My first monster crush was on King Kong (and, yes, the word “first” does suggest that there were more). I loved King Kong so much that I was given a stuffed animal of him a short time after I first saw the movie. I don’t know if it was manufactured specifically as a King Kong, but that’s how it was presented to me, and I’ve loved it ever since. It was the first stuffed animal I remember owning and even had it still when my children were born. I passed him on to them, as well as my love for monsters.

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It Is Your Destiny


If you were brought up on superheroes and sci-fi, and if you were brought up Catholic, then you probably have an excellent understanding of destiny. You knew from an early age, or at least suspected, that there is something special about you, and that you have a particular role to fulfill in this life. You were born for something great.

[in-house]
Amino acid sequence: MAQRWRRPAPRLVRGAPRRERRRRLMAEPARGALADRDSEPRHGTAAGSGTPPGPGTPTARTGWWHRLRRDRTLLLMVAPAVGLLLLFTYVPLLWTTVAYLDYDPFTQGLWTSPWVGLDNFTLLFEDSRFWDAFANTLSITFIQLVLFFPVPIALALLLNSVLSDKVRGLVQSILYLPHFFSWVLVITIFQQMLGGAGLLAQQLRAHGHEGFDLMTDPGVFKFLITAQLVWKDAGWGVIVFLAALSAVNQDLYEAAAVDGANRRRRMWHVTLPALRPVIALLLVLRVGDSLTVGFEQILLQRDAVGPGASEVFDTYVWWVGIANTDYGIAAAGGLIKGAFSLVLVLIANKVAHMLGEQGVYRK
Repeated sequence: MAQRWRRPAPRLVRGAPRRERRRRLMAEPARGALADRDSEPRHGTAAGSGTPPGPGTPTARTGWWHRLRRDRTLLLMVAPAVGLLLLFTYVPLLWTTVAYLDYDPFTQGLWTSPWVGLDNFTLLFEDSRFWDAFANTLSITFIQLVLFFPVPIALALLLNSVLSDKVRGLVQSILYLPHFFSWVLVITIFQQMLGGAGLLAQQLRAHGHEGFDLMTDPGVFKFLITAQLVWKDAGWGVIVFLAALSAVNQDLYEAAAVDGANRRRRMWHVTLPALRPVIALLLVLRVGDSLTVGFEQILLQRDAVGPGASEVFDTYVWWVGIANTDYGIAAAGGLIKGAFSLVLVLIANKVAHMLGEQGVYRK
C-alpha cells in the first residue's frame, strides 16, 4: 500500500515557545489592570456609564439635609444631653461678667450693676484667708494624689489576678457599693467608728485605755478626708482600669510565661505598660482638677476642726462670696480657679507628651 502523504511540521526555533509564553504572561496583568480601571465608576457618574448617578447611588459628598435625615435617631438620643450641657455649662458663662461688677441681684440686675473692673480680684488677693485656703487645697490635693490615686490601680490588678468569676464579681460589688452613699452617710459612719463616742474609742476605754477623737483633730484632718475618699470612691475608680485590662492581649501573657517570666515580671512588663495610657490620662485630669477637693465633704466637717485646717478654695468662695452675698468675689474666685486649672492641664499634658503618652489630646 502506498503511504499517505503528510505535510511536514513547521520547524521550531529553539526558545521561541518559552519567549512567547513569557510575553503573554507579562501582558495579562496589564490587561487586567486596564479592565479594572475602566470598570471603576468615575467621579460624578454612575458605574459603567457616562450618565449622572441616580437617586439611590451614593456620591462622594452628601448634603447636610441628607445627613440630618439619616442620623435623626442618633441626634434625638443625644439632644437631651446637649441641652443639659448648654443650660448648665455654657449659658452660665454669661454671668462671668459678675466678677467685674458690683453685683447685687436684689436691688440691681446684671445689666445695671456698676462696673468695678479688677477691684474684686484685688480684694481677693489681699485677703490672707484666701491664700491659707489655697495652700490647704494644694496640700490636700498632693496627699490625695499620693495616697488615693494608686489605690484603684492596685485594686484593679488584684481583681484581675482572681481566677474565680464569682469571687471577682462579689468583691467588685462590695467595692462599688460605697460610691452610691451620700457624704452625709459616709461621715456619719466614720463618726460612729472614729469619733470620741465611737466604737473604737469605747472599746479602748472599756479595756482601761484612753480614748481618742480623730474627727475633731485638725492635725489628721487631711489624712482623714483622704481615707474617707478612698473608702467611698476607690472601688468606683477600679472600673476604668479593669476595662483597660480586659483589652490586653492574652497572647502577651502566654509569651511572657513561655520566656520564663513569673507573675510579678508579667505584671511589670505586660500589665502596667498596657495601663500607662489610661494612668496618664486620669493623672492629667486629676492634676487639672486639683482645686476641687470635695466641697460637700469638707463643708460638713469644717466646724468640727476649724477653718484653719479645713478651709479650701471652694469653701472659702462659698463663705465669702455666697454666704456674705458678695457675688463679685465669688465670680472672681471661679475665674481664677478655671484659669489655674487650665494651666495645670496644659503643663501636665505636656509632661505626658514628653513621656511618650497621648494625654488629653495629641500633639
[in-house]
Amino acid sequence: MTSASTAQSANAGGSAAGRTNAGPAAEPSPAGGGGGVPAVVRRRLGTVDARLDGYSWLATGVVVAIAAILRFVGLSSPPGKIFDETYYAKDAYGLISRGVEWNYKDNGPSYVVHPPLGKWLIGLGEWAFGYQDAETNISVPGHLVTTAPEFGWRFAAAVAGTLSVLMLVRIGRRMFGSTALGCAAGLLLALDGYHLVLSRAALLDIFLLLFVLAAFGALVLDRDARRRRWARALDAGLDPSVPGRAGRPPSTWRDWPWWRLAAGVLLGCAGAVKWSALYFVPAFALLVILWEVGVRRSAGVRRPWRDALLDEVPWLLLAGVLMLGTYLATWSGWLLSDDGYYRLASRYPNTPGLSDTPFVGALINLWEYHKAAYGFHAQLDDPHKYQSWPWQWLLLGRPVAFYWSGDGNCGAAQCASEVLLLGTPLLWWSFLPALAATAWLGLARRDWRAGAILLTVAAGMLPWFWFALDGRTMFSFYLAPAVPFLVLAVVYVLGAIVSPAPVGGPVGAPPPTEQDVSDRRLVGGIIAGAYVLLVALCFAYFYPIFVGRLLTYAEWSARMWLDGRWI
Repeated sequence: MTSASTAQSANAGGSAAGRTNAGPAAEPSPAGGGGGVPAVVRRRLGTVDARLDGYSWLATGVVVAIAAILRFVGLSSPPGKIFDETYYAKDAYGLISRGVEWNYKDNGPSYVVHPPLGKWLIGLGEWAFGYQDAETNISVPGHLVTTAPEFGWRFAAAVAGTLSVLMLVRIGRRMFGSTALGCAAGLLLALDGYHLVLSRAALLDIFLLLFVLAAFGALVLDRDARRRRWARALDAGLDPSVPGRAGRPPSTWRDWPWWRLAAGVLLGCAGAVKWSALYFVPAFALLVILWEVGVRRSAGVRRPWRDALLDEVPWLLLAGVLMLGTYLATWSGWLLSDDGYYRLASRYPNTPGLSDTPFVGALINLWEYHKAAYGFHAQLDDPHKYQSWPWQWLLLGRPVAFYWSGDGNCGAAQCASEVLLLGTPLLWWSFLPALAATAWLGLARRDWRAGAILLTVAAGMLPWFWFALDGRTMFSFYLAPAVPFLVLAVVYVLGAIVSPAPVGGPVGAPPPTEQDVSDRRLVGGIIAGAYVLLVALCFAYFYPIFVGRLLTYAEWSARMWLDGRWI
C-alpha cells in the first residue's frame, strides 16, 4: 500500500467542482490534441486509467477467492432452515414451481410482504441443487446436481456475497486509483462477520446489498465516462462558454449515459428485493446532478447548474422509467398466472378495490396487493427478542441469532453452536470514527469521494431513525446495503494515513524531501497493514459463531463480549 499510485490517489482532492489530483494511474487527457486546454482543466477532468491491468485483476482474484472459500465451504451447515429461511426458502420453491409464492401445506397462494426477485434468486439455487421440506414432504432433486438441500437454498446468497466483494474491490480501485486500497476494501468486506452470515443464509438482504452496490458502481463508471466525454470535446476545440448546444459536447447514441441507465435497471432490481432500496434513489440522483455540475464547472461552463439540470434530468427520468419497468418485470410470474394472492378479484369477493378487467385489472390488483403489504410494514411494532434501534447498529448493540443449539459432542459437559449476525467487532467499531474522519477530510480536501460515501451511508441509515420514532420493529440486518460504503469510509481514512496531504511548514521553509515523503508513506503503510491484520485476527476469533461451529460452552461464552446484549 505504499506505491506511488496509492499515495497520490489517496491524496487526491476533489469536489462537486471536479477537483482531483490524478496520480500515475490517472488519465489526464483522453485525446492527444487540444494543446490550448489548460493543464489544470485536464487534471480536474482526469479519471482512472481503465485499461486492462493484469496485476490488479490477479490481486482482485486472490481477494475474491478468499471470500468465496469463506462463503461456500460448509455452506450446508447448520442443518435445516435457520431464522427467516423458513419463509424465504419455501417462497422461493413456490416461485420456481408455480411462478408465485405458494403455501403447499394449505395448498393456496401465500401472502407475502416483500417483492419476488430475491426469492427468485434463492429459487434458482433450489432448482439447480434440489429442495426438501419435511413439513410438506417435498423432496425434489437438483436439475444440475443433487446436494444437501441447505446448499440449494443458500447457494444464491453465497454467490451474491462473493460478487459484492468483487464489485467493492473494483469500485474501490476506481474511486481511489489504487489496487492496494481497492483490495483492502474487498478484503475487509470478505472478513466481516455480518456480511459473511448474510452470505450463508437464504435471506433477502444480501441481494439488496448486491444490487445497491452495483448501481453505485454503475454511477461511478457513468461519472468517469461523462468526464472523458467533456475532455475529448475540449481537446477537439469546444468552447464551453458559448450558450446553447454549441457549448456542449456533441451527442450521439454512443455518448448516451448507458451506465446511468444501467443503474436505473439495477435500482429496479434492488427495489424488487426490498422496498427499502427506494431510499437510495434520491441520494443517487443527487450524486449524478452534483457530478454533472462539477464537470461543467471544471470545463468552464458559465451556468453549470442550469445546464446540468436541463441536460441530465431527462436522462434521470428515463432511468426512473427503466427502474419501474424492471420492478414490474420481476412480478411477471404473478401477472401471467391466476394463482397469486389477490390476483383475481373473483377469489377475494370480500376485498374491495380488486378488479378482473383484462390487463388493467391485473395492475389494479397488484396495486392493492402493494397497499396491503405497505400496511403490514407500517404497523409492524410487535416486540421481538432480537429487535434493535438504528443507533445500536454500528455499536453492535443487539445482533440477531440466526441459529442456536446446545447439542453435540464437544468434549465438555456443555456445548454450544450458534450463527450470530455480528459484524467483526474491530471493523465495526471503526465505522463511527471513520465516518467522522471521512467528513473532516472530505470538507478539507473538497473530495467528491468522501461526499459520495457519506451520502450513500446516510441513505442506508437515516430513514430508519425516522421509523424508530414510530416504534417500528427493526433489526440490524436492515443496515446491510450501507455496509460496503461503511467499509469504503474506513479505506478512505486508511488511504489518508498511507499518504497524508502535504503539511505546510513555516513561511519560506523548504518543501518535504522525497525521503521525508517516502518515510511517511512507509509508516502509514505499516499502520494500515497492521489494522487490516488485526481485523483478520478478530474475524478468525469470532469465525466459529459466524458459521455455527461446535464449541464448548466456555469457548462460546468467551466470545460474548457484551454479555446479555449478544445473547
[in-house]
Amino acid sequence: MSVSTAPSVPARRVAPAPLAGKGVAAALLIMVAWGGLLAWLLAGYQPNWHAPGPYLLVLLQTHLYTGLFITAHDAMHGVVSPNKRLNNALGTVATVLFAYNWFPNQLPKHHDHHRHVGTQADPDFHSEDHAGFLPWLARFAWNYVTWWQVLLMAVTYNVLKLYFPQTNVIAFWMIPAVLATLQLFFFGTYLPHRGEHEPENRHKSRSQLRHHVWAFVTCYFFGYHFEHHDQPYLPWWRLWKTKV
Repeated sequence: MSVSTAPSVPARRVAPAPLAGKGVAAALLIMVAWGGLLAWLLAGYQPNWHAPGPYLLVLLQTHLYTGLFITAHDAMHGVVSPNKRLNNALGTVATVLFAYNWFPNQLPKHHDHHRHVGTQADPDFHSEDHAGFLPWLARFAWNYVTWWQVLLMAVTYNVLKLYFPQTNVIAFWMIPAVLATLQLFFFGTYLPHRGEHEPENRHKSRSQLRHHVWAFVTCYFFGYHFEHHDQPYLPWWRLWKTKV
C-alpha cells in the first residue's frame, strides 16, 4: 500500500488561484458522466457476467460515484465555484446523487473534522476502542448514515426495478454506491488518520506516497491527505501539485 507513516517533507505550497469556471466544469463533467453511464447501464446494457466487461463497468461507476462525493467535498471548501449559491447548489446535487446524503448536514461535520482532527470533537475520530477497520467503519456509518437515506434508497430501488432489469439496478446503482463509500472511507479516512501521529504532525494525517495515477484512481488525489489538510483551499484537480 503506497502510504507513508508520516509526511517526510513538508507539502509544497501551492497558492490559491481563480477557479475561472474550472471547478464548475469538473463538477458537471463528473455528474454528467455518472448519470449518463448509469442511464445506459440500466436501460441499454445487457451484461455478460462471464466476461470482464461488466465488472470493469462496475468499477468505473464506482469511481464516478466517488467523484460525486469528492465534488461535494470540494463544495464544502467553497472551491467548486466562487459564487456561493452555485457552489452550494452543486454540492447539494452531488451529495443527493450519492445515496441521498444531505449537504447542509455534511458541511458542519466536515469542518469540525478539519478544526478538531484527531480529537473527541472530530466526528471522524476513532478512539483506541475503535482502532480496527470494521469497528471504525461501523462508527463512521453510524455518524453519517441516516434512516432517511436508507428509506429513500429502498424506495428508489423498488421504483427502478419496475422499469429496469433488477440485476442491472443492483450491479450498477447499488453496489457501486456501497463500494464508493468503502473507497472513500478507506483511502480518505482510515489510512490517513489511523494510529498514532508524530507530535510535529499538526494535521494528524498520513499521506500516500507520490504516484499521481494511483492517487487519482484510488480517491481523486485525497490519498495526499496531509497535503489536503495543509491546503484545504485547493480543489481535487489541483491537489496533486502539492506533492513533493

Every hero knows, sometimes from within and sometimes because they were told, that there is something that they, and they alone, must do for the salvation of the planet. Superman, Luke Skywalker, the various Green Lanterns, Spiderman—pick a hero—they have an understanding that the power they have been given saddles them with a responsibility to change the course of history. They didn’t just grab their tights and go for it, though. They struggled, hung out in quiet solitude, engaged in a discernment process with people of better understanding and let their calling grow in them until they were ready to find their opportunity to strike out.